Billing Data May Not Accurately Represent In-Hospital Cardiac Arrests

MedicalResearch.com Interview with:

Rohan Khera MD Division of Cardiology University of Texas Southwestern Medical Center Texas 

Dr. Khera

Rohan Khera MD
Division of Cardiology
University of Texas Southwestern Medical Center
Texas 

MedicalResearch.com: What is the background for this study? What are the main findings?

Response: An increasing number of studies have used administrative claims (or billing) data to study in-hospital cardiac arrest with the goal of understanding differences in incidence and outcomes at hospitals that are not part of quality improvement initiatives like the American Heart Association’s Get With The Guidelines-Resuscitation (AHA’s GWTG-Resuscitation). These studies have important implications for health policies and determining targets for interventions for improving the care of patients with this cardiac arrest, where only in 1 in 5 patient survive the hospitalization.

Therefore, in our study, we evaluated the validity of such an approach. We used data from 56,678 patients in AHA’s GWTG-Resuscitation with a confirmed in-hospital cardiac arrest, which were linked to Medicare claims data. We found:

(1)  While most prior studies have used a diagnosis or procedure code alone to identify cases of in-hospital cardiac arrest, we found that the majority of confirmed cases in a national registry (AHA’s GWTG-Resuscitation) would not be captured using either administrative data strategy.

(2)  Survival rates using administrative data to identify cases from the same reference population varied markedly and were 52% higher (28.4% vs. 18.7%) when using diagnosis codes alone to identify in-hospital cardiac arrest.

(3)  There was large hospital variation in documenting diagnosis or procedure codes for patients with in-hospital cardiac arrest, which would have consequences for using administrative data to examine hospital-level variation in cardiac arrest incidence or survival, or conducting single-center studies to validate this administrative approach.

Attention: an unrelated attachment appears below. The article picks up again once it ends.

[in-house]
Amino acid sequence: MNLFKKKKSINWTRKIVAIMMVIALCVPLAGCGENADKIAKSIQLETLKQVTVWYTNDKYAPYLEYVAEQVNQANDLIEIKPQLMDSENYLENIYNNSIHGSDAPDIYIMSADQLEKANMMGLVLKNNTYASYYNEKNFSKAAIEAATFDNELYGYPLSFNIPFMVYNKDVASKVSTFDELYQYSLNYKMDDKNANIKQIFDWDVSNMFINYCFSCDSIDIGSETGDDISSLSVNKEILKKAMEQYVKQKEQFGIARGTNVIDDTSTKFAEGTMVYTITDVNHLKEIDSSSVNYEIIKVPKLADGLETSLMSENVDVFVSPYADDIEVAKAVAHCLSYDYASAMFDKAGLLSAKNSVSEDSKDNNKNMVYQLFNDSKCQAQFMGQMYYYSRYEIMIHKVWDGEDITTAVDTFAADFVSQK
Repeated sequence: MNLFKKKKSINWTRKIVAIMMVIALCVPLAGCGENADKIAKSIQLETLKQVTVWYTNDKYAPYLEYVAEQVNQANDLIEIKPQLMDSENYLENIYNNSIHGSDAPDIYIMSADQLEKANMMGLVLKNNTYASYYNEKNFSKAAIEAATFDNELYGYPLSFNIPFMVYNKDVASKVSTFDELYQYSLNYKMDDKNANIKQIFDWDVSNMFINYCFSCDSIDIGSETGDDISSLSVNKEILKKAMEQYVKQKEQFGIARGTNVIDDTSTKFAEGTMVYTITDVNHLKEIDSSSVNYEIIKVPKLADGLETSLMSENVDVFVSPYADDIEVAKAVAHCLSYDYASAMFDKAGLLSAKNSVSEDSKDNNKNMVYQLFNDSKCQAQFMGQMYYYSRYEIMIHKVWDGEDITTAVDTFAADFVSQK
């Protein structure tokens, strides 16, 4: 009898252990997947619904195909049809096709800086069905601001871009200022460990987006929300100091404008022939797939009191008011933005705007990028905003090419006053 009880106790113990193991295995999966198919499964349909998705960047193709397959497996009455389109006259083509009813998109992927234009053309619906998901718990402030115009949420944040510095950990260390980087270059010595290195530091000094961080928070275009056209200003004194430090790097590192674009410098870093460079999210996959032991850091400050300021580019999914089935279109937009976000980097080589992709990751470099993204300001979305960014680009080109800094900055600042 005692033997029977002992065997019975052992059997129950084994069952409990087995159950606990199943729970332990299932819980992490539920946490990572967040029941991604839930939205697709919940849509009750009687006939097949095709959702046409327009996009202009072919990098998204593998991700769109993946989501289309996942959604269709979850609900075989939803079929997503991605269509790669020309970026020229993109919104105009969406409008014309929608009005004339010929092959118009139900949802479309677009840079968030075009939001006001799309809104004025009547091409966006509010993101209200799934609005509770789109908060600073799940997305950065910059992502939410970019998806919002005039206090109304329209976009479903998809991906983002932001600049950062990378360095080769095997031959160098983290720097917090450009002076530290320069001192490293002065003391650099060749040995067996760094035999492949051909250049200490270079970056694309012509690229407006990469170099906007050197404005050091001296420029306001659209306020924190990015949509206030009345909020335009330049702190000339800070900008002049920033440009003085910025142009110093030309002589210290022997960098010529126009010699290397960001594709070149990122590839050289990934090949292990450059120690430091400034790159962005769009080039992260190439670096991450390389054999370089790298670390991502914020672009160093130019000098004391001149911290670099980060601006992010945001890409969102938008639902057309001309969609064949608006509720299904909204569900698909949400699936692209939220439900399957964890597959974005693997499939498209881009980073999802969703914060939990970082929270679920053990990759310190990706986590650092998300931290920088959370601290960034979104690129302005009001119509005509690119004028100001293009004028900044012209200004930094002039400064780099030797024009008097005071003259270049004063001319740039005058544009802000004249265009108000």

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What Do Patients Value About Reading Their Electronic Medical Record Notes?

MedicalResearch.com Interview with:
Macda Gerard
M.D. Candidate | Class of 2021
Wayne State University School of Medicine

MedicalResearch.com: What is the background for this study?

Response: As electronic health records proliferate, patients are increasingly asking for their health information but little is known about how patients use that information or whether they encounter errors in their records. This comes at a time when we’re learning that understanding the patient and family experience, especially what is most valued in exchanges between doctors and patients is important and has many benefits. To learn more, we developed a formal mechanism for patients to provide feedback on what they like about accessing the information in their health records and to inform their clinical team about things like inaccuracies and perceived errors. So that’s the gap we tried to fill.

The patient feedback tool is linked to the visit note in the electronic health record (EHR), and it’s part of a quality improvement initiative aimed at improving safety and learning what motivates patients to engage with their health information on the patient portal. Over the 12-month pilot period, 260 patients and care partners provided feedback using the OpenNotes patient feedback tool. Nearly all respondents found the tool to be valuable and about 70 percent provided additional information regarding what they liked about their notes and the feedback process.

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Clinicians Multitask on Electronic Health Records 30% of Visit Time with Patients